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OnderzoekVan Swinderen Institute

Physics Colloquium, Miguel Marques, University of Halle, Germany

When:Th 24-01-2019 16:00 - 17:00
Where:FSE-Building 5111.0080

Speaker: Miguel Marques
Affiliation: University of Halle, Germany
Title: The second computer revolution in materials science:
  from density-functional theory to machine learning
Date: 24 January 2019
Start: 16:00 (Doors open and coffee available at 15:30)
Location: FSE-Building 5111.0080
Host: Thomas Schlatholter / Petra Rudolf

Abstract:

The development of density-functional theory in the 1960s and the
dissemination of computers led to a revolution in materials science. A
third kind of physics, computational physics, emerged to complement
its theoretical and experimental sisters. By solving complex
theoretical models in a computer we had access to quantitative results
for specific systems. These numerical experiments could explain
experiments or be used to predict new materials and their properties.
Nowadays, with the availability of ever faster supercomputers and
novel computer methodologies, we are living what I would call the
second computer revolution in materials science. High throughput
techniques, together with ever faster supercomputers, allow for the
automatic screening of thousands or even millions of hypothetical
materials to find solutions to present technological
challenges. Moreover, machine learning methods are used to accelerate
materials discovery by replacing density-functional theory by
extremely efficient statistical models.

In this talk I summarize our recent attempts to discover and
characterize new materials using these novel approaches. I will start
by motivating why the search for new materials is one of the most
pressing problems nowadays. This is true not only to enable new
technological advances, but also to circumvent availability,
environmental, economical, and political problems related to many
chemical elements.  The strengths and weaknesses of high-throughput
approaches are then discussed in the context of perovskites, and in
particular for applications in photovoltaics. I will then show how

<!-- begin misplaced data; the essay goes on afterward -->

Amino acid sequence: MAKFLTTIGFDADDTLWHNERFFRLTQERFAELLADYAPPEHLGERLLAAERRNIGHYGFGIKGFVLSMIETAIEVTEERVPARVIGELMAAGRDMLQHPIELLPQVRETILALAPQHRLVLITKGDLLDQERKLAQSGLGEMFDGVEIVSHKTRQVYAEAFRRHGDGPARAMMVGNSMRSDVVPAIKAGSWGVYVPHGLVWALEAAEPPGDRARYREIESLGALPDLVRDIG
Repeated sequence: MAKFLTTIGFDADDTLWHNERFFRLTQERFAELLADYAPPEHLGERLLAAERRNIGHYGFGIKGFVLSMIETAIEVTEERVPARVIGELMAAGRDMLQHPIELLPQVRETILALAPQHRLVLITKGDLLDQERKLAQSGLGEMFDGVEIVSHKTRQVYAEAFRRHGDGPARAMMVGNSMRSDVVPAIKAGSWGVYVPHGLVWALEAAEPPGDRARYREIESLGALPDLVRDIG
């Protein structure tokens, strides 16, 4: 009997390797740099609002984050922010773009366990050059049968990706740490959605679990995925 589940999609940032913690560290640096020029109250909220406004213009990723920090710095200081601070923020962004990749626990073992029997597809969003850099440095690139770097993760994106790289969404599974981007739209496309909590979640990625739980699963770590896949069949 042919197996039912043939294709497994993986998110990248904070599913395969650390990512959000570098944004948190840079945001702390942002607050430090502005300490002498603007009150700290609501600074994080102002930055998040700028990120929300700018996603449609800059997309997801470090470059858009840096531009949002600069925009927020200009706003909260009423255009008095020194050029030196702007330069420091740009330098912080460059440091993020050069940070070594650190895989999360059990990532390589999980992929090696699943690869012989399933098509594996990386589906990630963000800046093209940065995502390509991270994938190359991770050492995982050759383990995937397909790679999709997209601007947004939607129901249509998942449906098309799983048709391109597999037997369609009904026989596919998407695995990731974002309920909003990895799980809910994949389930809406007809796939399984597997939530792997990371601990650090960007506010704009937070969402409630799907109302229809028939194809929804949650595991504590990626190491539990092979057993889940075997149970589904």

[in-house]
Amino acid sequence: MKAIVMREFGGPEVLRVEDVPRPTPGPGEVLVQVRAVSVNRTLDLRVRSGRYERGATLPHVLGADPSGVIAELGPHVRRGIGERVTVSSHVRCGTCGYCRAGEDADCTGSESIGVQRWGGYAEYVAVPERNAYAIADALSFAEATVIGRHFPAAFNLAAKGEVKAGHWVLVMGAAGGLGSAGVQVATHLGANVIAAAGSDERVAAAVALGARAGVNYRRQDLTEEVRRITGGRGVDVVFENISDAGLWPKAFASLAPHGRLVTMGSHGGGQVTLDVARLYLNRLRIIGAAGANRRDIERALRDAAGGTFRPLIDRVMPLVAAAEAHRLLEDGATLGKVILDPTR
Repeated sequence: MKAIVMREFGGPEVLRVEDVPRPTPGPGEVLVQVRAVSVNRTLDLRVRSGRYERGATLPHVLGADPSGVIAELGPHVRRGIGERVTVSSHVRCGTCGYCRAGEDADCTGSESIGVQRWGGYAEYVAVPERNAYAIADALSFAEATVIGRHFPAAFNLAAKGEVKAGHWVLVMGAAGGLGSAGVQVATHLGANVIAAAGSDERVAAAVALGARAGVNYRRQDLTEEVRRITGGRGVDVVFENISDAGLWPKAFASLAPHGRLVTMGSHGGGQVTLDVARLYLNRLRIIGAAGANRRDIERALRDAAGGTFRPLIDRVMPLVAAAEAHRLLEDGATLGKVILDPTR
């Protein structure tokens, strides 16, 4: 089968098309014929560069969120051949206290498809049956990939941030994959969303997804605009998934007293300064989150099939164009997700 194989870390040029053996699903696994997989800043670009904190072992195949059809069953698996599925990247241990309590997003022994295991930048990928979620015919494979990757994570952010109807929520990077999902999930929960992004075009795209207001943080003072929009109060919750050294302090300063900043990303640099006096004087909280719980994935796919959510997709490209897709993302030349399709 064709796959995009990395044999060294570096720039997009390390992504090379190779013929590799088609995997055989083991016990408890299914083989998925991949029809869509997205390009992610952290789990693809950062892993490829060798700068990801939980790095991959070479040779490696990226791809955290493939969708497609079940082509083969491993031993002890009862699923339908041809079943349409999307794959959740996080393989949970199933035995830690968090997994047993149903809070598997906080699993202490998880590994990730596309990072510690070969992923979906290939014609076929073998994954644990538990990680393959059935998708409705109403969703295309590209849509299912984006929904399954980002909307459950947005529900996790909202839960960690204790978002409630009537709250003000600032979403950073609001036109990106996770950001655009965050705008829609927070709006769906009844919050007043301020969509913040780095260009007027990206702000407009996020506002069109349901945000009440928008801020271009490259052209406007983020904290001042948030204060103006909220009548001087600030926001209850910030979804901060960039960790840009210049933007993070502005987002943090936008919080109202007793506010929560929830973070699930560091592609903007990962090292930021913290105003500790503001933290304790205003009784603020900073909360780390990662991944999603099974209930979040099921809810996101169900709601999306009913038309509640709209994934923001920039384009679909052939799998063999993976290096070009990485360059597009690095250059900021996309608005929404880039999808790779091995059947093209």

relatively simple approaches, either based on data-mining or machine
learning, can be used to speed up this process. These techniques turn
out to be rather intuitive, as they "learn" chemical rules by gaining
experience from a relatively small set of data. Finally, I speculate
which role machine learning will have in the future of materials
science.

Bio:
Miguel Marques received his PhD degree in Physics from the University of
Wuerzburg in 2000, working under the supervision of E.K.U. Gross in the field of density
functional theory for superconductors. He then held several
post-doctoral positions in Spain, Germany, and in France. From 2005 to
2007 he was assistant professor at the University of Coimbra in
Portugal. From 2007 to 2014 he was a CNRS researcher (CR1) at the
University of Lyon 1. Since then he is a professor at the Martin-Luther
University of Halle-Wittenberg. His current research interests include
density functional theory, superconductivity, application of machine
learning to materials science, etc. He authored 130 articles with more
than 9400 citations and a Hirsch index of 47 (source: Google Scholar),
and has edited three books published by Springer in their Lecture Notes
in Physics series. He also has organized several summer schools and
international workshops, the most relevant of which are the series of
the Benasque School and International Workshop in TDDFT, that takes
place in Benasque, Spain every second year.